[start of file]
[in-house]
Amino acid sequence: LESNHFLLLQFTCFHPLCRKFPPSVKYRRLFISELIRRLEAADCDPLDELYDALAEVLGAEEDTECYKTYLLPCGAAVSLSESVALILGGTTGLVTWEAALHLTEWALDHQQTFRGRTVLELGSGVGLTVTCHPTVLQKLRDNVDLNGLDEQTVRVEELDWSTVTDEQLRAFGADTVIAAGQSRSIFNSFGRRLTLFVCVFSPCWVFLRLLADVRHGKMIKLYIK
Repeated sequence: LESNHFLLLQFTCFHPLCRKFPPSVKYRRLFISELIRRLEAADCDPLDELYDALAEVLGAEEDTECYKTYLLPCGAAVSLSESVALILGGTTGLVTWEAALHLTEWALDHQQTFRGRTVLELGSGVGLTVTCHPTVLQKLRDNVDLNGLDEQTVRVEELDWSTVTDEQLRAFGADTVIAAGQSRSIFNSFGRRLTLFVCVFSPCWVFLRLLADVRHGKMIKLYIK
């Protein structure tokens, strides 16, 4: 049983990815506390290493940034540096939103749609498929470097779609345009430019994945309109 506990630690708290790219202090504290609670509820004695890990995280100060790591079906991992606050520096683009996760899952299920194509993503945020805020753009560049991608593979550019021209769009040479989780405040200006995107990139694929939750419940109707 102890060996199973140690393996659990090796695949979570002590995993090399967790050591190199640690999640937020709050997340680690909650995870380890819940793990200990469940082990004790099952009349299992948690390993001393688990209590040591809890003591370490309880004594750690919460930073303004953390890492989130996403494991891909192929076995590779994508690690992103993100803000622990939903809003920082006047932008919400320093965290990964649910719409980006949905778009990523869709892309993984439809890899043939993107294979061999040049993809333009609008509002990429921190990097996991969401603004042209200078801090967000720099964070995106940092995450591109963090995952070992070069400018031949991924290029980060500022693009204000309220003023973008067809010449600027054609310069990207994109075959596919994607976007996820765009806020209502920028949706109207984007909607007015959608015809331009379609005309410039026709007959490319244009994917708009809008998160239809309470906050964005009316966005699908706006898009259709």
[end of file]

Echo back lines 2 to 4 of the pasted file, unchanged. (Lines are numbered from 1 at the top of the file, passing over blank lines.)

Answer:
Amino acid sequence: LESNHFLLLQFTCFHPLCRKFPPSVKYRRLFISELIRRLEAADCDPLDELYDALAEVLGAEEDTECYKTYLLPCGAAVSLSESVALILGGTTGLVTWEAALHLTEWALDHQQTFRGRTVLELGSGVGLTVTCHPTVLQKLRDNVDLNGLDEQTVRVEELDWSTVTDEQLRAFGADTVIAAGQSRSIFNSFGRRLTLFVCVFSPCWVFLRLLADVRHGKMIKLYIK
Repeated sequence: LESNHFLLLQFTCFHPLCRKFPPSVKYRRLFISELIRRLEAADCDPLDELYDALAEVLGAEEDTECYKTYLLPCGAAVSLSESVALILGGTTGLVTWEAALHLTEWALDHQQTFRGRTVLELGSGVGLTVTCHPTVLQKLRDNVDLNGLDEQTVRVEELDWSTVTDEQLRAFGADTVIAAGQSRSIFNSFGRRLTLFVCVFSPCWVFLRLLADVRHGKMIKLYIK
């Protein structure tokens, strides 16, 4: 049983990815506390290493940034540096939103749609498929470097779609345009430019994945309109 506990630690708290790219202090504290609670509820004695890990995280100060790591079906991992606050520096683009996760899952299920194509993503945020805020753009560049991608593979550019021209769009040479989780405040200006995107990139694929939750419940109707 102890060996199973140690393996659990090796695949979570002590995993090399967790050591190199640690999640937020709050997340680690909650995870380890819940793990200990469940082990004790099952009349299992948690390993001393688990209590040591809890003591370490309880004594750690919460930073303004953390890492989130996403494991891909192929076995590779994508690690992103993100803000622990939903809003920082006047932008919400320093965290990964649910719409980006949905778009990523869709892309993984439809890899043939993107294979061999040049993809333009609008509002990429921190990097996991969401603004042209200078801090967000720099964070995106940092995450591109963090995952070992070069400018031949991924290029980060500022693009204000309220003023973008067809010449600027054609310069990207994109075959596919994607976007996820765009806020209502920028949706109207984007909607007015959608015809331009379609005309410039026709007959490319244009994917708009809008998160239809309470906050964005009316966005699908706006898009259709």